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New task force named by Governor Kotek has until December to develop a plan to revitalize Portland's stagnating downtown area.

Kotek Wants Plan by December; Wheeler Wants $250 Million and Troopers

Portland’s lagging downtown recovery prompted Governor Kotek to form a task force she will co-chair to identify ways to revive the economy and reputation of the state’s largest city. The Portland Central City Task Force held its first meeting this week behind closed doors.

Afterward, Kotek and co-chair Dan McMillan, CEO of The Standard, told reporters “conversations were candid” and recommendations to revitalize downtown will be presented at the Oregon Business Plan Summit in December. The Governor defended private meetings as a way to encourage those candid conversations.

“Oregonians and Portlanders understand the Central City is an economic and cultural hub and they want it to succeed,” Kotek said. She represented North Portland as a House member.

“Downtown Portland is office-centric and that’s going to have to change,” said McMillan, who predicted more people will eventually live downtown. “We will see a different mix in the future where you have a vibrant mix of the arts, services, some offices as well as residential. That will take some time to change, but we do see this whole downtown core mix changing over time, and I think that’s part of the vision.”

As head of one of the largest employers in downtown, McMillan said it would be a mistake for downtown employers to demand all employees return to work at an office. He suggested the balance between work in the office and remote work should be ironed out company by company.

Willamette Week published a recent story listing 16 downtown properties on a so-called “death list” because of vacancies. The newspaper said nearly one third of Portland’s downtown office space is empty.

At the initial meeting, ECONorthwest provided a comparison of Portland’s post-pandemic recovery to other major cities.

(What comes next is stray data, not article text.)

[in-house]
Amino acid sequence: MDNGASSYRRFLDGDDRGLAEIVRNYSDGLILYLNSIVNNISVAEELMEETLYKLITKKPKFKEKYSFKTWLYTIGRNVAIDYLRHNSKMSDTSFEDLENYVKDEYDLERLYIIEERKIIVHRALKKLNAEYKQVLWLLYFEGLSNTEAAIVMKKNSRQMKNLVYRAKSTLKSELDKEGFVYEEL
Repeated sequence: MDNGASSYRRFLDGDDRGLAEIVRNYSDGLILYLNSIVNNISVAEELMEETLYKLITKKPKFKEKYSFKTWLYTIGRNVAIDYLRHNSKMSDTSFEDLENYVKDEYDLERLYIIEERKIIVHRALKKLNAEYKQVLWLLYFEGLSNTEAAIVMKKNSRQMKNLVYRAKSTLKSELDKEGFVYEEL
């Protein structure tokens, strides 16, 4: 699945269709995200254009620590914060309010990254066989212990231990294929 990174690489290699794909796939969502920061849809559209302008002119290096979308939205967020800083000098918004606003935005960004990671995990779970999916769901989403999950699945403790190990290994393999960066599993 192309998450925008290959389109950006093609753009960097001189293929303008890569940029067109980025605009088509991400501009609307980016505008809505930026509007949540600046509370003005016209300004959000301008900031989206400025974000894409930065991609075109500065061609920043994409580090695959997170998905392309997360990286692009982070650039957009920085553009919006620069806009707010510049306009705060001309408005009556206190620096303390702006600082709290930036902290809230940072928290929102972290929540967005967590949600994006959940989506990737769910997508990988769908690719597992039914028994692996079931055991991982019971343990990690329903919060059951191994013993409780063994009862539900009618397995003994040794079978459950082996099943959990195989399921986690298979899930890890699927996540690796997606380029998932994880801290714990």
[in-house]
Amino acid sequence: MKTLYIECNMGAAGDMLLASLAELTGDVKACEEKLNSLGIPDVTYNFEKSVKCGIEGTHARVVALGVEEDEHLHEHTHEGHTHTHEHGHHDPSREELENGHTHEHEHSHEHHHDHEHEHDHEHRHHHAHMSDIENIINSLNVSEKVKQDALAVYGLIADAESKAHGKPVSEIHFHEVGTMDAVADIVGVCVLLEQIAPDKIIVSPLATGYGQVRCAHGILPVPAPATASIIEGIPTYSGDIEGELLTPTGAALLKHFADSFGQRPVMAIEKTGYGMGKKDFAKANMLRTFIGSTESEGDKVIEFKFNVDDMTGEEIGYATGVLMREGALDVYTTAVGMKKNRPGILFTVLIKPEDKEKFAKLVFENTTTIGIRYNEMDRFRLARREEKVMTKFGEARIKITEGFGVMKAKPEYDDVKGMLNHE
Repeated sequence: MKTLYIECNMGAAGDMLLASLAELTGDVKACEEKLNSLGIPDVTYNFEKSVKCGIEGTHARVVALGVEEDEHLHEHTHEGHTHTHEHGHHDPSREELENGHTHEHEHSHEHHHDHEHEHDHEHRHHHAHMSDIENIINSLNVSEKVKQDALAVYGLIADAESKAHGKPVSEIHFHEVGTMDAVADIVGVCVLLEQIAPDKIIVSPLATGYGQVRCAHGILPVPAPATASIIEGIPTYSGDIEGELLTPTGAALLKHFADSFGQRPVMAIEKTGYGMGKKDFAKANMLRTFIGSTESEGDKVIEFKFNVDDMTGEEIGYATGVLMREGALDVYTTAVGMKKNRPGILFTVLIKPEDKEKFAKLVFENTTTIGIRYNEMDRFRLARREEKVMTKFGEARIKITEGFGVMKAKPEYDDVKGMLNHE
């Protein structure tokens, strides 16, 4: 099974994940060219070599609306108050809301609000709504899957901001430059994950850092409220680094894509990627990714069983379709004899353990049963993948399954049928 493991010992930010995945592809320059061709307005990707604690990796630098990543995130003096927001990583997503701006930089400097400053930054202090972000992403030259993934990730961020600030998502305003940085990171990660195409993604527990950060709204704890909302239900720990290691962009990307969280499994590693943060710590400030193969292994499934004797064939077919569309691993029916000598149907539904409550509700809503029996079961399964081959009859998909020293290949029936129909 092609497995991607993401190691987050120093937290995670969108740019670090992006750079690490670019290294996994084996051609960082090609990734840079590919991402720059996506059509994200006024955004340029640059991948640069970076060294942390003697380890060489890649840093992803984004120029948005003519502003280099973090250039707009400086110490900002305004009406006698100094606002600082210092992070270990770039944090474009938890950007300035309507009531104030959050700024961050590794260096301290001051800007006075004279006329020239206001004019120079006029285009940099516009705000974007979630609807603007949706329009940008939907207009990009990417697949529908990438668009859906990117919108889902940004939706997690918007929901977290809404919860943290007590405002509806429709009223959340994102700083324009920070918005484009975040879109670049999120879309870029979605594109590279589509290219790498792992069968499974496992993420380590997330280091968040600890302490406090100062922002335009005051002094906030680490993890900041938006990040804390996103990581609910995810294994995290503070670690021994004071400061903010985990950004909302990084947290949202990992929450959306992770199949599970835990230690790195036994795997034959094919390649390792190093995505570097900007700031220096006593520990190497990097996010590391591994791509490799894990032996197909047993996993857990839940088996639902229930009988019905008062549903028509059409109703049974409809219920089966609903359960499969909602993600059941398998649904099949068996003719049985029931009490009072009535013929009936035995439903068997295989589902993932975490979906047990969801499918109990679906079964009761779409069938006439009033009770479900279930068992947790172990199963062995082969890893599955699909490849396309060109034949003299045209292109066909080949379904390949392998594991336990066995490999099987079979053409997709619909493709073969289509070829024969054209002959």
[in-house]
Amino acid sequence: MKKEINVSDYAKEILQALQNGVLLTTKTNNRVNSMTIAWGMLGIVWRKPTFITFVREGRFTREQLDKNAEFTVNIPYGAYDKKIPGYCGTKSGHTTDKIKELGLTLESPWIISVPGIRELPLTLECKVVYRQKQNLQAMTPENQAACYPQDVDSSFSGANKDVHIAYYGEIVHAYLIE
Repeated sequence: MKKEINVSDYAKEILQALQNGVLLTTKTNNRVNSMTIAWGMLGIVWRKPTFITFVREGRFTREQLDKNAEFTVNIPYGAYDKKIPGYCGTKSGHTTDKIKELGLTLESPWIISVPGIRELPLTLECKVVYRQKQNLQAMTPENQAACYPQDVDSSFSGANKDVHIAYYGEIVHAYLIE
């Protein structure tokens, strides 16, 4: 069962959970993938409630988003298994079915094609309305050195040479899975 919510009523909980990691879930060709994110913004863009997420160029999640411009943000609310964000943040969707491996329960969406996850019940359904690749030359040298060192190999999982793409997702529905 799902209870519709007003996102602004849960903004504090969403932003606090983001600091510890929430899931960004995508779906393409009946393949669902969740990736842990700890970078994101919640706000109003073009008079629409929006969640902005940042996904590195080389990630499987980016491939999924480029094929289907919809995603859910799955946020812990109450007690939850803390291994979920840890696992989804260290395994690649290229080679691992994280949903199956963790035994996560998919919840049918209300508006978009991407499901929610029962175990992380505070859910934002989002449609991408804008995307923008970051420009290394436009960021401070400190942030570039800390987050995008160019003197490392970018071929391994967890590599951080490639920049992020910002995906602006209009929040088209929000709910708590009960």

Portland Mayor Ted Wheeler, who is a member of the task force, made opening remarks that included a request for $250 million from the state to address homelessness and related issues.  Wheeler also asked for 100 Oregon State Troopers to assist Portland police address street crime and for state assistance to convert vacant office space to housing.

Kotek didn’t comment on Wheeler’s requests but said, “One thing we need to remember is that no one government … is going to solve all the challenges facing downtown Portland.”

When Kotek announced formation of the task force earlier this month, she said, “It’s no secret downtown Portland has faced an onslaught of challenges in recent years that have tarnished some of the characteristics that people love about Oregon’s largest city. Growing pains turned into crises, exacerbated by a global pandemic, and now concerns about Portland have become a statewide economic issue. It’s time to look forward, bring together diverse voices and focus our energy on developing concrete and equitable solutions.”

The task force, working in collaboration with the Oregon Business Council, is expected to meet monthly and develop recommendations. There will be five subcommittees to address five subcommittees focused on community safety, livability, housing and homelessness, taxes and the area’s “value proposition.”

Task force members include Oregon Senator Ron Wyden, Congressman Earl Blumenauer, Congresswoman Suzanne Bonamici and State Reps. Janelle Bynum, Rob Nosse and Tawna Sanchez, who co-chairs the legislature’s Joint Ways and Means Committee. Other members include representatives from Metro, Multnomah County and Port of Portland.

The majority of the task force was drawn from downtown businesses, banks, civic groups and nonprofits. Kotek indicated other community and business leaders will be invited to task force meetings to share their views on issues such as community safety, neighborhood livability, housing, services and taxes.

OHSU-Legacy Merger
OHSU and Legacy Health announced they have signed a non-binding letter of intent to merge. The merged healthcare organization would employ 32,000 people, run 10 hospitals and have facilities at 100 locations in the Portland area and Southwest Washington. The complicated merger requires regulatory review. There also are union issues that must be sorted. Bargaining between OHSU and the Oregon Nurses Association reached an impasse. Before the merger was unveiled.

Joint Office of Homeless Services Audit
An audit of the agency created seven years ago by the City of Portland and Multnomah County to coordinate homeless services has failed to spend voter-approved money to address homelessness. The audit says the agency also has done an inadequate job on contract management, data collection and communication, which has undermined faith in the agency. City and county officials will meet to discuss the audit and the agency’s future.

New Portland City Council Districts
A map dividing Portland into four districts has been approved by an independent commission. Starting next year, Portlanders will use a ranked-choice voting system to elect three city councilors from each district, as provided by a voter-approved overhaul of city government last year. Until now, Portland city council members were elected citywide, which critics said often left less affluent areas of the cities under-represented.